People are ready to go back to the movies. This past weekend, however, proved that what’s showing in theaters matters.
PG-13 horror sequel A Quiet Place Part II returned to the top spot over the second weekend of June 2021. It’s the film’s third weekend overall in theaters, opening to #1 over Memorial Day, dipping to 2 last weekend just behind The Conjuring: The Devil Made Me Do It, before eking out an $11.65 million victory this week over the big opener In The Heights, the film adaptation of Lin-Manuel Miranda‘s first pre-Hamiton Best Musical Tony winner.
The $11.4 million debut for In The Heights is a big disappointment on several levels, starting with the fact that pre-release projections had gauged it at making nearly twice that ($20 million). Granted, it’s also available on streamer HBO Max (which inevitably cut into Heights‘ potential multiplex haul), but recent hits like Conjuring 3 and Cruella are also available on at-home streamers (HBO Max and Disney Plus, respectively) and both still opened to over $20 million.
In addition, In The Heights appeared to be riding a solid wave of promotional and critical hype, as well as having the formidable coattails of Miranda and Ham-fans (a.k.a. Hamilton diehards, who are legion). But those coattails didn’t carry Heights nearly as far as pundits expected, revealing the musical to be more of a niche genre than anticipated (especially considering the popularity of music-based competition programming on television, which has a natural crossover into the musical theatre fanbase).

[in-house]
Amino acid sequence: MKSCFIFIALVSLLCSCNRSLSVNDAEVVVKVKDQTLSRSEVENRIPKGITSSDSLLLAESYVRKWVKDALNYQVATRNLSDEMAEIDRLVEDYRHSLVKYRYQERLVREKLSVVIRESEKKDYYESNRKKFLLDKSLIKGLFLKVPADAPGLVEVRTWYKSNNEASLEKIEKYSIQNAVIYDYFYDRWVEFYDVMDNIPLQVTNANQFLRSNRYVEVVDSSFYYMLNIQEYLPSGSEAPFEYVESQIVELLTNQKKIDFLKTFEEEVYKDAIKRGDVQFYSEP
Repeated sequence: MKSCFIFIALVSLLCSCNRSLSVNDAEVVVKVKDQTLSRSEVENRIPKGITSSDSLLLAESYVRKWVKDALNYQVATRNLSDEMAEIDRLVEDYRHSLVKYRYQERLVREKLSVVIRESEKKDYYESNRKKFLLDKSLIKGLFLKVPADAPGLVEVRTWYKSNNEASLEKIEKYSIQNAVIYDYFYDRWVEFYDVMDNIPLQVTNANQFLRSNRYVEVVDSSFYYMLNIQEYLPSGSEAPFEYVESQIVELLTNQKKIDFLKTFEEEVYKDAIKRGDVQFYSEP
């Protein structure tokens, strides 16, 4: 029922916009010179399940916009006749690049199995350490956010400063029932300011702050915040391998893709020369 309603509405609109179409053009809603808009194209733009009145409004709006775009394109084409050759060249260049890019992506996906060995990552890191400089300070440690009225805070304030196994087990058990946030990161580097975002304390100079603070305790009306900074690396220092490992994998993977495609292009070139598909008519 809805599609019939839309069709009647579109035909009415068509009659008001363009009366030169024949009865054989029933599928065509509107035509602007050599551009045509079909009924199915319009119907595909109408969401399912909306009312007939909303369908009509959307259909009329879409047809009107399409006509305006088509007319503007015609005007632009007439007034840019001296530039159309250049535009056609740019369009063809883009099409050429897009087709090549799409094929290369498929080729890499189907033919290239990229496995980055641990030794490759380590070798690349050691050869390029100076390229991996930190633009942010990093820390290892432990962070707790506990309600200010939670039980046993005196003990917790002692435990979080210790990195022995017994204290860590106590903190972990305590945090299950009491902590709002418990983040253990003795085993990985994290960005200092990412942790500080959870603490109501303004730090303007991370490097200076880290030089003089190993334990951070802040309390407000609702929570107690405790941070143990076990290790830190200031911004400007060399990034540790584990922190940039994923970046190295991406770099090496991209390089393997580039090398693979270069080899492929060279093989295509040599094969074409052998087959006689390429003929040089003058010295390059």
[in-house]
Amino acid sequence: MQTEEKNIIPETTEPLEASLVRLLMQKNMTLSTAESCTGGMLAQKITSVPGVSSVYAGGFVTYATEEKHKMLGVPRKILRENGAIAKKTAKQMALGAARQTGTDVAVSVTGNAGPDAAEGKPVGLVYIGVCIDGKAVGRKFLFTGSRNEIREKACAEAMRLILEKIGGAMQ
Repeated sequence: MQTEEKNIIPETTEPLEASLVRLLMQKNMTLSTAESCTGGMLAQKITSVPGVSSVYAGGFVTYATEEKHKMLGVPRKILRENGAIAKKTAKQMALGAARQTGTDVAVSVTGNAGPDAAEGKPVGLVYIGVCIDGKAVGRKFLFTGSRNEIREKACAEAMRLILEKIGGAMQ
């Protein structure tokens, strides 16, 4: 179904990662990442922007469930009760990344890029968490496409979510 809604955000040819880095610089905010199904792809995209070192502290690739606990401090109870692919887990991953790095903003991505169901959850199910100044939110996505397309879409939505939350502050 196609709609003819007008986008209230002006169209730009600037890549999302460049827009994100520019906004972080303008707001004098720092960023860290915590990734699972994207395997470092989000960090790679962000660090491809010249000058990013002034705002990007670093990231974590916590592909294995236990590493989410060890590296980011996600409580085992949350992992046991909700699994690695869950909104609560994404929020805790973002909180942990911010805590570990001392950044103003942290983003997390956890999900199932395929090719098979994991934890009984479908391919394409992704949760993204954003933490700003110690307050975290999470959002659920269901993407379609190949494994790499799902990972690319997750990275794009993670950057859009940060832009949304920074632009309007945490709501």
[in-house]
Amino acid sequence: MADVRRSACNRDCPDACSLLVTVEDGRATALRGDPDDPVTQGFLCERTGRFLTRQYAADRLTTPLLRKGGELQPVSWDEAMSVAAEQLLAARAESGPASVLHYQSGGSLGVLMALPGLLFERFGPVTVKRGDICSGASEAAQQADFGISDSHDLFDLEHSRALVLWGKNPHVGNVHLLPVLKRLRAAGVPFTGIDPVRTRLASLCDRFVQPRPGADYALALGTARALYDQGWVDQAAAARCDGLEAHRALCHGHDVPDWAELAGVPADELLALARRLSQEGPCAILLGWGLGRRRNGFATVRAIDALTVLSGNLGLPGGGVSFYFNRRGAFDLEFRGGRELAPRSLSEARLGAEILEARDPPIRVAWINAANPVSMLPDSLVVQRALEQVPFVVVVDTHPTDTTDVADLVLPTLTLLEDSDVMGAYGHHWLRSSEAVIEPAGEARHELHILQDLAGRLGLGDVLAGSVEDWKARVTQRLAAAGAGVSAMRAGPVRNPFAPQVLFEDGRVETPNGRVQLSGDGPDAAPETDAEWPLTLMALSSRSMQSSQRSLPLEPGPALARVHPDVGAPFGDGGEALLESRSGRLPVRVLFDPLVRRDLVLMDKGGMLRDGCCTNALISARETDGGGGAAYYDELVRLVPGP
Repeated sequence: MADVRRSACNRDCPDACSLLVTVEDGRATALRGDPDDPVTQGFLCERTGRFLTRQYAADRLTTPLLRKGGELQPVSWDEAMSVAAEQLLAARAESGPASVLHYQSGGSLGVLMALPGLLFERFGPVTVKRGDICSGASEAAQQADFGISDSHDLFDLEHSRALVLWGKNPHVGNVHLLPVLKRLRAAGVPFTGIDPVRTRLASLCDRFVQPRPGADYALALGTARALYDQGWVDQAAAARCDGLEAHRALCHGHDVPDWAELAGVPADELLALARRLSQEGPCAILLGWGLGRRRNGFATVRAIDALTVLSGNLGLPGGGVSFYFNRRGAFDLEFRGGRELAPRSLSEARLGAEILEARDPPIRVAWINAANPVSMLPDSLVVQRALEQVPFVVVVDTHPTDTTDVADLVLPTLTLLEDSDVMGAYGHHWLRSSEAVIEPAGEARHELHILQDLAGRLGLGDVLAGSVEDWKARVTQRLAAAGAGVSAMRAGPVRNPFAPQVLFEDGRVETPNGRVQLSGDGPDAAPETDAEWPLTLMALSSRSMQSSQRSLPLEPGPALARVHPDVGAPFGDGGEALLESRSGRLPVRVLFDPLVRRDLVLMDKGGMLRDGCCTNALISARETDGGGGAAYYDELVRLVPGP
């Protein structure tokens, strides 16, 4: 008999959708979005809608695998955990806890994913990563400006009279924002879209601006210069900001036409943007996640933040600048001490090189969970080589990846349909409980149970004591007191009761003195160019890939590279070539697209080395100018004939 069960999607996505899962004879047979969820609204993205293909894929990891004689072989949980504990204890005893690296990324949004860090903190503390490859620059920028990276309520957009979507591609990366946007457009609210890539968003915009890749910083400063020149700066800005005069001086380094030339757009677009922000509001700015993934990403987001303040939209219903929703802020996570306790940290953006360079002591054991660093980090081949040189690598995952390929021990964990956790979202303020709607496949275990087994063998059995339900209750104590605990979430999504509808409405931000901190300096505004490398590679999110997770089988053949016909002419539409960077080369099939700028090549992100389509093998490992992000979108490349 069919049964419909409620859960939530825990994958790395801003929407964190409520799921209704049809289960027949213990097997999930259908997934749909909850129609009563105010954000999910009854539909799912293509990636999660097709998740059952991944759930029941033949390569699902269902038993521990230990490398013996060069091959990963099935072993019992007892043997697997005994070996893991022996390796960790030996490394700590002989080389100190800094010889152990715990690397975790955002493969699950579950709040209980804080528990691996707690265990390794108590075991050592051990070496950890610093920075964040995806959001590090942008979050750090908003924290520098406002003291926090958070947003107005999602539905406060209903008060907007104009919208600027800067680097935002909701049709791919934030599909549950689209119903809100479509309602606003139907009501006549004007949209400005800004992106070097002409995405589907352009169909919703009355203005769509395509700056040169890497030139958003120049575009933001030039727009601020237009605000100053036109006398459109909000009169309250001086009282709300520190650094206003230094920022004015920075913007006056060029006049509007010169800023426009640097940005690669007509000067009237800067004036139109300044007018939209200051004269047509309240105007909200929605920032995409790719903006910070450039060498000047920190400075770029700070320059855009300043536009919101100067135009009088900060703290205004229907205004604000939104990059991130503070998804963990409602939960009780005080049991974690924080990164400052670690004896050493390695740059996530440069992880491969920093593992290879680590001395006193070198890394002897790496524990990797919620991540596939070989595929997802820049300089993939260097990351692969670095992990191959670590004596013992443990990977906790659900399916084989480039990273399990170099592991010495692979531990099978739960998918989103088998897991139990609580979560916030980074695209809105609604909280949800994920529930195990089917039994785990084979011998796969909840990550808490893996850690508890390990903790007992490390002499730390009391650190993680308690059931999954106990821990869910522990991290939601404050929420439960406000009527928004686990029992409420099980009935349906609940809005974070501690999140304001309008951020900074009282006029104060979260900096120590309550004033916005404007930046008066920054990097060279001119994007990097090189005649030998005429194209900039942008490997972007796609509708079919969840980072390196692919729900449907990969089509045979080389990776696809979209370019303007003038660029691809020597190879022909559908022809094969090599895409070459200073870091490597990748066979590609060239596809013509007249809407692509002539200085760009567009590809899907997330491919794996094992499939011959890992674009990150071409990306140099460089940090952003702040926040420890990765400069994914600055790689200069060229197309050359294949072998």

So the big question is: why?
The answer seems simple, and it’s two-fold:
- The horror genre puts butts in seats.
- Franchises are bigger draws than original stories.
Yet when it comes to musicals, the genre appears to have a limited ceiling.
Even a name like Lin-Manuel Miranda (who’s not only the biggest star of contemporary musical theatre but is also its biggest brand) can only carry a title so far, especially when the film’s ensemble has no other major stars to sell it (Jimmy Smits would be the most recognizable name). Producers for Heights are likely second-guessing right now whether they should’ve invested more money and effort in getting somebody like Jennifer Lopez onboard.
Still, movie musicals are known to open soft but then run on long legs. The Greatest Showman opened to a meager $8.8 million (pre-pandemic, no less, without any streaming outlet option to compete with) but went on to gross $174 million domestically. La La Land didn’t even have a normal wide release yet it steamrolled to $151 million domestically and 6 Academy Awards. As word of mouth gets out about In The Heights (as well as inspire return visits), it could enjoy a similar trajectory.
Meanwhile, A Quiet Place Part II keeps setting pandemic era records, becoming the first release since the pandemic began in March 2020 to cross the $100 million mark domestically. It currently stands at $109 million, moving past Godzilla Vs Kong, which lingers just below the nine-digit barrier at $99.7 million in North America.
The Conjuring 3‘s $10 million was enough to place it at fourth for the weekend (following its surprising #1 debut), bringing its domestic total to $43.7. Cruella stole another $6.7 million to bring its total to $56 million.
The weekend’s other big opener was Peter Rabbit 2: The Runaway, which hopped to a third place finish with $10.4 million.
Next weekend will see mid-range offerings like the action-comedy sequel The Hitman’s Wife’s Bodyguard and sports drama 12 Mighty Orphans land in theaters, but it won’t be until the final weekend of June when the next major franchise tentpole hits screens. That’s when F9 finally rolls into stateside multiplexes, after eating up global box office for the past month.